Well, I worked on many projects with various people. People noticed my get it done in an organized fashion mentality and wanted to work with me. I was precise with my work, I looked up what I didn’t understand, and I made it happen. I was the person to share a vision with if you needed someone to run. After running so much for so many different people, I found a common thread. It all ended in my demise, taking the blame for the breakdown, being ostracized, and ultimately made to feel as though I was the most complicated person on earth. It took me a while to process that someone made their suicide attempt about my decision to walk away from what they were doing. Leaders in an organization, those who led morning prayer, all stopped speaking to me because of the poison this person fed them. There was never any accountability for their role; it was always me. I can honestly say, rarely did I initiate, but I could finish. Unfortunately, the initiation was never spoken of, only my finish.
I dealt with attitudes before anyone caught mine; I dealt with intimidation, sabotage, and having my gifts minimized by people who I trusted at the time. I recall moments people gave me a particular task because they wanted me to fail. Sometimes I would see the plot twist in my dreams, which helped me escape the trap set. That only made the anger brew even more aggressively. I was putting in 80% to their 20%, and that was problem #1. The 80/20 rule does not apply here. Under no circumstance should you ever give more to another’s vision than they give. I kept my word, and I exceeded my part, but I wasn’t a pushover, and that led to a breakdown. I hit my head many times in this manner; it became hard to get me to work with anyone on anything. As I healed, I began building my table. I was no longer going to sit at a table just because I was invited only to be the topic of conversation once I left. I was not valued, and it was time for me to make my way. Today, there are many people with a misconception of who I am because of something someone I worked with told them. No one has any discernment. One day I am praised, and the next, I am crucified. Come on, people!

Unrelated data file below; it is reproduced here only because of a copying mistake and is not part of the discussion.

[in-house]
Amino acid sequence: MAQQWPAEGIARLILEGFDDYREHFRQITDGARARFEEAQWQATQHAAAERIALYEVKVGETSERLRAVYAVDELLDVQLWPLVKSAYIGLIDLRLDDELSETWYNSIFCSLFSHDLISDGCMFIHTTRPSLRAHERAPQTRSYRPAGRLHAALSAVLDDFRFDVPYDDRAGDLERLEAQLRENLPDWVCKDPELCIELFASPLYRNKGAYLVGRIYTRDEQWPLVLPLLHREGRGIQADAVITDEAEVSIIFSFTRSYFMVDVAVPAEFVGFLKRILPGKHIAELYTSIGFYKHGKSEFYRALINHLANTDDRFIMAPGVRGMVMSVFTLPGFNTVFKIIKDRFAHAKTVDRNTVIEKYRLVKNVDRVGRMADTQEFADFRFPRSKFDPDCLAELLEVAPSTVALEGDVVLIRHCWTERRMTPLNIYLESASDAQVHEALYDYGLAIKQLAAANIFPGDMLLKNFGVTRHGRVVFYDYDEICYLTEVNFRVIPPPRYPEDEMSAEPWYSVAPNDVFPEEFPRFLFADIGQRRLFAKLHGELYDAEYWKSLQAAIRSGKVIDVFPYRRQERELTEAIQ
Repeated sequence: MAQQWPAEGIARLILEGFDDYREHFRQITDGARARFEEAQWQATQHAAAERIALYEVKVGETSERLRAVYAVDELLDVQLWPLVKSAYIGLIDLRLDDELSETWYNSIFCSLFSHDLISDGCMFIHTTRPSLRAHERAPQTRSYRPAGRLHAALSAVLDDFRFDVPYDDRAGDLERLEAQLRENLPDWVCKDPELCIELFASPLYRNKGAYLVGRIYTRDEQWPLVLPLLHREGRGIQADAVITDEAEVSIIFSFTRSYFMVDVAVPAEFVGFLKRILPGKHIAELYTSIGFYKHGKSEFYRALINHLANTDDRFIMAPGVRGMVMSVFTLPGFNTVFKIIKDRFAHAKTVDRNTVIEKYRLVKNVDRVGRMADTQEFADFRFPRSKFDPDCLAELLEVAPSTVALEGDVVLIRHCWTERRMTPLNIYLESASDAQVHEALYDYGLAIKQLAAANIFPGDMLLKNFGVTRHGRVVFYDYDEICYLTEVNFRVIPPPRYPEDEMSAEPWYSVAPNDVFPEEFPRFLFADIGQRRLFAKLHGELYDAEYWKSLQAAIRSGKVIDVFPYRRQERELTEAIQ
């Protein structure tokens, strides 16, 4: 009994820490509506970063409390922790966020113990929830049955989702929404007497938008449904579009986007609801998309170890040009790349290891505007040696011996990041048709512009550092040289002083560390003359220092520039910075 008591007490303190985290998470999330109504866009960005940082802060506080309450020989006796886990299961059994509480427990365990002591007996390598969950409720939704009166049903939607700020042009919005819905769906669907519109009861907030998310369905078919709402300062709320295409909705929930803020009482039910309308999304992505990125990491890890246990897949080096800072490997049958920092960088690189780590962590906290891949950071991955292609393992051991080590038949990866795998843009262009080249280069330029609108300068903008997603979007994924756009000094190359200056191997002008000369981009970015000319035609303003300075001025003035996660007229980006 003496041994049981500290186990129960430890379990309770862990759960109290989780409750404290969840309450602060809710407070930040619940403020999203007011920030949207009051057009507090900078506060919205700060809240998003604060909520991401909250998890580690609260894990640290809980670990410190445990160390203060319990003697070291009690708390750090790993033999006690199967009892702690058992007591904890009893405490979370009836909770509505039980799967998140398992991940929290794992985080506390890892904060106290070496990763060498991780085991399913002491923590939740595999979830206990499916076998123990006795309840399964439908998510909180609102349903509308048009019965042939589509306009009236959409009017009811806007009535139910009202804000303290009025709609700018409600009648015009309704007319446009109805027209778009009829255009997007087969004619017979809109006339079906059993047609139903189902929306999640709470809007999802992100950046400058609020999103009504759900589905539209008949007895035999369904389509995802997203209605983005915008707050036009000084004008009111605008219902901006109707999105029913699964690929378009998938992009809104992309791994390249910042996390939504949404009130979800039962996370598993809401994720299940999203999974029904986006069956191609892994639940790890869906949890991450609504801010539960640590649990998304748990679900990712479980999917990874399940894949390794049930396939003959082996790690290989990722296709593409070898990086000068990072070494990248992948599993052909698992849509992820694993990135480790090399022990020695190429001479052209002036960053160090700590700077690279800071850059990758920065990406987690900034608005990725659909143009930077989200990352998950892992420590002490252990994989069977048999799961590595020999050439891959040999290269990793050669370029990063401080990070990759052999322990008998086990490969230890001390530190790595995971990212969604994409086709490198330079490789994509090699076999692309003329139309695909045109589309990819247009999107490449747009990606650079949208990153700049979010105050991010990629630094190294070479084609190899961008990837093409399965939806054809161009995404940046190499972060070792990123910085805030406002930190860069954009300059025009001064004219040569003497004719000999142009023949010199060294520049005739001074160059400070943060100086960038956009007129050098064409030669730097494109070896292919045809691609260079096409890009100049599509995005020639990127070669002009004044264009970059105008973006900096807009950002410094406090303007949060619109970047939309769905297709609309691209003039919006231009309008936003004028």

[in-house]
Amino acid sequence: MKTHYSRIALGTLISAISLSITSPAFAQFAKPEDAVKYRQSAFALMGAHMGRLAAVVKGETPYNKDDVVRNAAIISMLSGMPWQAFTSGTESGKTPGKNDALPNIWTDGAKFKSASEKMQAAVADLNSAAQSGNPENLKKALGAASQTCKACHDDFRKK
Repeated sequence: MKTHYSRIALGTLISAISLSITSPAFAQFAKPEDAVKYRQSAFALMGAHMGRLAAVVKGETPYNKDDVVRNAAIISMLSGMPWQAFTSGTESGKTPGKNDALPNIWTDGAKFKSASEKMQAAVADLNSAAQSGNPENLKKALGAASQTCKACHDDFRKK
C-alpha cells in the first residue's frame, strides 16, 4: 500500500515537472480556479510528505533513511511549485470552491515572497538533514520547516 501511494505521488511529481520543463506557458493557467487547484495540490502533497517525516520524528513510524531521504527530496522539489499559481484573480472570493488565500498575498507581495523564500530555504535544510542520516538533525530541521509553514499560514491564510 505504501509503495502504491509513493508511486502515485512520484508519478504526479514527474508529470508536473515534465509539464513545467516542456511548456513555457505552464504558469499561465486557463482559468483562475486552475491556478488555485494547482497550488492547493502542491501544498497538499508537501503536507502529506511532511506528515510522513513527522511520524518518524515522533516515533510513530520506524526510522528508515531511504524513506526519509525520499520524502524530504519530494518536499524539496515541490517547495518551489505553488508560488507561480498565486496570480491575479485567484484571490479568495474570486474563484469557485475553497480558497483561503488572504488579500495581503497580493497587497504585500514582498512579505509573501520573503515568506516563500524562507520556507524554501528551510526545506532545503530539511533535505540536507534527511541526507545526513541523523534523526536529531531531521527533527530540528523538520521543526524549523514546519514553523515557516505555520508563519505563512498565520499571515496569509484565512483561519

I gave my time, resources, finances, and knowledge. I missed sleep perfecting that which concerned someone else, and, in the end, the visionary discarded me.
- Take my advice, if you are going to assist with any project, make sure it’s in writing the capacity of the extent of work you need to do and do that only, no more, no less.
- Your time is valuable, so make sure compensation is discussed and agreed upon before committing. Meditate on the decision and make sure it is best for you and your brand.
- When and if you decide to proceed and notice an area that could use your skillset, remember what you agreed to do and again do that only.
- Do not expose so much of you so soon or at all. When others notice your superpower that you can run with a vision and be successful, people get strange, so spare yourself.
- Spare your feelings when it comes to those who think they have mastered a level of professionalism until they met you. Build your table, the chairs, and decorate them. There’s so much I missed out on because of the damaging effects of working with people who made me feel like I was a problem when I did not march to the beat of their drum. I set the bar, and the better option was to bring it down rather than level up. Don’t let that be you; learn from my story. I am building, and I refuse to come down; if it doesn’t align with your goals, sever it a NO!
Thank you for reading this article. I hope the tips shared are beneficial to you and apply them when faced with similar situations. It is okay to say no if it does not work with your core values. As someone cleverly put it, “do not allow mercy to distort discernment.”
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